Obama’s D-Day speech challenges post-Snowden narrative

The exposure of the National Security Agency’s domestic and international surveillance programs by Edward Snowden has had a profound impact on America’s standing in the world, with many in the mainstream media portraying the U.S. as an authoritarian state masquerading as a free society.

But President Barack Obama drew a clear distinction Friday between that perception of America and the country that 70 years ago paid for “democracy’s beachhead” with a downpayment of 9,387 American lives.

“We come to remember why America and our allies gave so much for the survival of liberty at its moment of maximum peril,” Obama said, speaking June 6 at the Normandy American Cemetery in France, overlooking where more than 150,000 American, British and Canadian troops landed by ship to begin the liberation of Europe from the Nazis.

“We tell this story for the old soldiers who pull themselves a little straighter today to salute brothers who never made it home. We tell the story for the daughter who clutches a faded photo of her father, forever young; for the child who runs his fingers over colorful ribbons he knows signify something of great consequence, even if he doesn’t yet fully understand why,” Obama said. “We tell this story to bear what witness we can to what happened when the boys from America reached Omaha Beach.”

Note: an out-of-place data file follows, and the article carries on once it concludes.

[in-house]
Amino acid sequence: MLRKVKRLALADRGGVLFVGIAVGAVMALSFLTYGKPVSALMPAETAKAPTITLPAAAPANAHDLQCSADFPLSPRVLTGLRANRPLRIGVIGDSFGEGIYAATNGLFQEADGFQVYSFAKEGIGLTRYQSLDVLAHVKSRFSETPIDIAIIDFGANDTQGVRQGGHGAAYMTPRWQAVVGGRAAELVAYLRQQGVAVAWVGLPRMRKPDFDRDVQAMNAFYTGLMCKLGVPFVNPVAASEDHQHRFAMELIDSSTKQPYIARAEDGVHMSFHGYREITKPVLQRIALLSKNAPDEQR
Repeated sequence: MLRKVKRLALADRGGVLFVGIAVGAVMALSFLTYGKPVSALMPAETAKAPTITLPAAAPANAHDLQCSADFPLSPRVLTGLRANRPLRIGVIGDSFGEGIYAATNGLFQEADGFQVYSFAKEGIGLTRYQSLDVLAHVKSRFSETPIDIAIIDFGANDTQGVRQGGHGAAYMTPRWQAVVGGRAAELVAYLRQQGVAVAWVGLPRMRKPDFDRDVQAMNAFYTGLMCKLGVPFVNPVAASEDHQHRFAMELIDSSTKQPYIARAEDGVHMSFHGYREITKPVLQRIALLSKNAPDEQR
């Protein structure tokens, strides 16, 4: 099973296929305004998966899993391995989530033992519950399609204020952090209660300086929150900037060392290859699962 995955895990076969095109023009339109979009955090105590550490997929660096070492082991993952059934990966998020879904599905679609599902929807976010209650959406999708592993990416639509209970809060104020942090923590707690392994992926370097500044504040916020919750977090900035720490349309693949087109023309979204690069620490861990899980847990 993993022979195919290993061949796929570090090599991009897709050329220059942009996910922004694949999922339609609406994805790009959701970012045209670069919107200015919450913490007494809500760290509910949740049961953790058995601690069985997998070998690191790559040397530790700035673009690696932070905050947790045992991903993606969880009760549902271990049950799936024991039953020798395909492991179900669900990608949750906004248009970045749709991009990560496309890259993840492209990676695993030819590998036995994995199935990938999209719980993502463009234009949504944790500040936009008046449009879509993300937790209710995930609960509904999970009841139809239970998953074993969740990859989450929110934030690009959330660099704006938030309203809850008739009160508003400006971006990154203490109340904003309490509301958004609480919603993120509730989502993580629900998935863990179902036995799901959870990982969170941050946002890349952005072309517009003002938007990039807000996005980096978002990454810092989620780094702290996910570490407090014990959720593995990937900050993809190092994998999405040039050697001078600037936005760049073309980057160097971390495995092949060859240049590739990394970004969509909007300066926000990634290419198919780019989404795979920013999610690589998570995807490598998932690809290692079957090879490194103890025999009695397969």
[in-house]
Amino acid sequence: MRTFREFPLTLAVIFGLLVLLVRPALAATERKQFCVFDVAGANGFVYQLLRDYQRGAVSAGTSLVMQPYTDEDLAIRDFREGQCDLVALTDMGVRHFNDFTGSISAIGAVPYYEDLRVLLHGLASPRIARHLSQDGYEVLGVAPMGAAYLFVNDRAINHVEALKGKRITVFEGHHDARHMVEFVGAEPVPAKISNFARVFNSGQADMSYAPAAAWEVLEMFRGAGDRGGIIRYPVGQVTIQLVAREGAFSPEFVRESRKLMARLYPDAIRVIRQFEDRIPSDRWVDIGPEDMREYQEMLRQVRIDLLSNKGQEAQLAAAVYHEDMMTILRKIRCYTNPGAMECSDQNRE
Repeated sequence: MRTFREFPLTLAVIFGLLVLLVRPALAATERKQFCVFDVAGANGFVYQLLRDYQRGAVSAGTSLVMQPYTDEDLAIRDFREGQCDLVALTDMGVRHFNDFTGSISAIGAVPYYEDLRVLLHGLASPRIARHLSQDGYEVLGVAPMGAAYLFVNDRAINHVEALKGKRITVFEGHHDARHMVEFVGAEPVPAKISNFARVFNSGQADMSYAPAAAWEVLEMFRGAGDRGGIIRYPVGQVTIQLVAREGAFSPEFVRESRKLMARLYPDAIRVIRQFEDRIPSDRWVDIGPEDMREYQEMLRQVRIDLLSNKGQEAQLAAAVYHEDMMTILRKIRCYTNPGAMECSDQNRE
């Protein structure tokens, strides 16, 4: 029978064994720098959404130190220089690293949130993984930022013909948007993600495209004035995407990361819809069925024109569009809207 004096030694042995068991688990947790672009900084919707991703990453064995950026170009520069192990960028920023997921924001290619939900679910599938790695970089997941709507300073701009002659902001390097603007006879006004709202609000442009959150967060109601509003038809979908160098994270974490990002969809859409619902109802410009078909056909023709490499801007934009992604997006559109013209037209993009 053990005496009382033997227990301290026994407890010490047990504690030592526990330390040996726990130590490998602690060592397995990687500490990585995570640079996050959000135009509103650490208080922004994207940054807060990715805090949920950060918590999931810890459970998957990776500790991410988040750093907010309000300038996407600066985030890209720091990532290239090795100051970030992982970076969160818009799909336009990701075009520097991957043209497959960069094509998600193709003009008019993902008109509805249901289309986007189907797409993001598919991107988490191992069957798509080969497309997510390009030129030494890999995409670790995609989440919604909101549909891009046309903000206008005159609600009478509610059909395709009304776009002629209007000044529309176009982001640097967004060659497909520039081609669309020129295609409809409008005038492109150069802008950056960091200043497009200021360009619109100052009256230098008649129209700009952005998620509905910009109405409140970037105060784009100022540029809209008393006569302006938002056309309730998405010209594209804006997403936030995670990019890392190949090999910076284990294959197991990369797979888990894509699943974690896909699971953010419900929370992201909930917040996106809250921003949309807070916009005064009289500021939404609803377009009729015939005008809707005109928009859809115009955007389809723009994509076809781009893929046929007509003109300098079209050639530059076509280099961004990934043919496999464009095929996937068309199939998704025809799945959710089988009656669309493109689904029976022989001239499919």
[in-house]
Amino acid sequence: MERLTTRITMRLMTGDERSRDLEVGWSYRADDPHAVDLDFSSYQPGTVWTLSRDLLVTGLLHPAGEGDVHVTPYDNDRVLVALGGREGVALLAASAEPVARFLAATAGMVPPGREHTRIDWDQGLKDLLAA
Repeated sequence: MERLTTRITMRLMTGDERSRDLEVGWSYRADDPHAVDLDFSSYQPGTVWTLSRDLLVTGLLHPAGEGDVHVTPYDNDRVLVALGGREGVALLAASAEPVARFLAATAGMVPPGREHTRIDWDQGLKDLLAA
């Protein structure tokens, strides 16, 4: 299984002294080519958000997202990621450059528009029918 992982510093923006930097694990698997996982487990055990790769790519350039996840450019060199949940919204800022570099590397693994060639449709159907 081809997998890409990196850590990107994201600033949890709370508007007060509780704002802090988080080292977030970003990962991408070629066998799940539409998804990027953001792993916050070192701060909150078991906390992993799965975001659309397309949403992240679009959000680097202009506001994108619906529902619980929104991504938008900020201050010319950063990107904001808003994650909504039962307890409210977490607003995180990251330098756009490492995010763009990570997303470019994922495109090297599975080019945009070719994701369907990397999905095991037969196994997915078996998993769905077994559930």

The president’s speech — arguably one of the most stirring and poignant of his time in office — comes at a critical point for U.S. foreign and national security policy. The administration has been beset by crises at home and abroad, most notably Russian military intervention in the Ukraine, increasing tensions with China over cyberespionage and the international fallout from the Snowden revelations, which have created a deep sense of distrust among America’s European allies.

But Obama offered a different portrait of America and suggested that today’s social media-driven society may not have been up to the task of dealing with the level of sacrifice that was necessary during World War II.

“By 8:30 a.m., General Omar Bradley expected our troops to be a mile inland. ‘Six hours after the landings,’ he wrote, ‘we held only ten yards of beach.’  In this age of instant commentary, the invasion would have swiftly and roundly been declared, as it was by one officer, ‘a debacle.’ But such a race to judgment would not have taken into account the courage of free men,” Obama said.

More than 5,000 allied troops died on the first day of the invasion. Of those who never made it off the beach June 6, 1944, nearly half were American.

“It was here, on these shores, that the tide was turned in that common struggle for freedom,” Obama said. “What more powerful manifestation of America’s commitment to human freedom than the sight of wave after wave after wave of young men boarding those boats to liberate people they had never met?”

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